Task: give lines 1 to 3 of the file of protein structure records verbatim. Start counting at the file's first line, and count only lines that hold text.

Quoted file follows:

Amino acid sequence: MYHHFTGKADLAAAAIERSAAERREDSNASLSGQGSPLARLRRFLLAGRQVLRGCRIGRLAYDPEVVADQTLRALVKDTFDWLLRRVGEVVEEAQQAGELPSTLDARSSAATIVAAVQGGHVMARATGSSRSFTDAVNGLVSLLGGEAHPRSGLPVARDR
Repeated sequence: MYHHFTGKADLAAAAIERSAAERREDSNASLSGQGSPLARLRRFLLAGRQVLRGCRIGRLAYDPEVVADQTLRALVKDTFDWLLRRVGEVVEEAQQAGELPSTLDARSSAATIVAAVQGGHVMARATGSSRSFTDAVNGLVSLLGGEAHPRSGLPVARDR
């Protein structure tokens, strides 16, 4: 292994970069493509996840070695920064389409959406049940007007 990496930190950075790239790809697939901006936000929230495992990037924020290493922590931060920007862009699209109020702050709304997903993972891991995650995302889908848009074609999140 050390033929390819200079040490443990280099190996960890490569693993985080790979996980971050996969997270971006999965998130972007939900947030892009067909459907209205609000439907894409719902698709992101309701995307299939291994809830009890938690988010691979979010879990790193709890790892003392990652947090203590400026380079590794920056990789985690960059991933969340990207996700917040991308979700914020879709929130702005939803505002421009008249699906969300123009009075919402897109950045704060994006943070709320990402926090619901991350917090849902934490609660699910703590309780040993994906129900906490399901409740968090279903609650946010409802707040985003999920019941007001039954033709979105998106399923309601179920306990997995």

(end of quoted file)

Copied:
Amino acid sequence: MYHHFTGKADLAAAAIERSAAERREDSNASLSGQGSPLARLRRFLLAGRQVLRGCRIGRLAYDPEVVADQTLRALVKDTFDWLLRRVGEVVEEAQQAGELPSTLDARSSAATIVAAVQGGHVMARATGSSRSFTDAVNGLVSLLGGEAHPRSGLPVARDR
Repeated sequence: MYHHFTGKADLAAAAIERSAAERREDSNASLSGQGSPLARLRRFLLAGRQVLRGCRIGRLAYDPEVVADQTLRALVKDTFDWLLRRVGEVVEEAQQAGELPSTLDARSSAATIVAAVQGGHVMARATGSSRSFTDAVNGLVSLLGGEAHPRSGLPVARDR
């Protein structure tokens, strides 16, 4: 292994970069493509996840070695920064389409959406049940007007 990496930190950075790239790809697939901006936000929230495992990037924020290493922590931060920007862009699209109020702050709304997903993972891991995650995302889908848009074609999140 050390033929390819200079040490443990280099190996960890490569693993985080790979996980971050996969997270971006999965998130972007939900947030892009067909459907209205609000439907894409719902698709992101309701995307299939291994809830009890938690988010691979979010879990790193709890790892003392990652947090203590400026380079590794920056990789985690960059991933969340990207996700917040991308979700914020879709929130702005939803505002421009008249699906969300123009009075919402897109950045704060994006943070709320990402926090619901991350917090849902934490609660699910703590309780040993994906129900906490399901409740968090279903609650946010409802707040985003999920019941007001039954033709979105998106399923309601179920306990997995």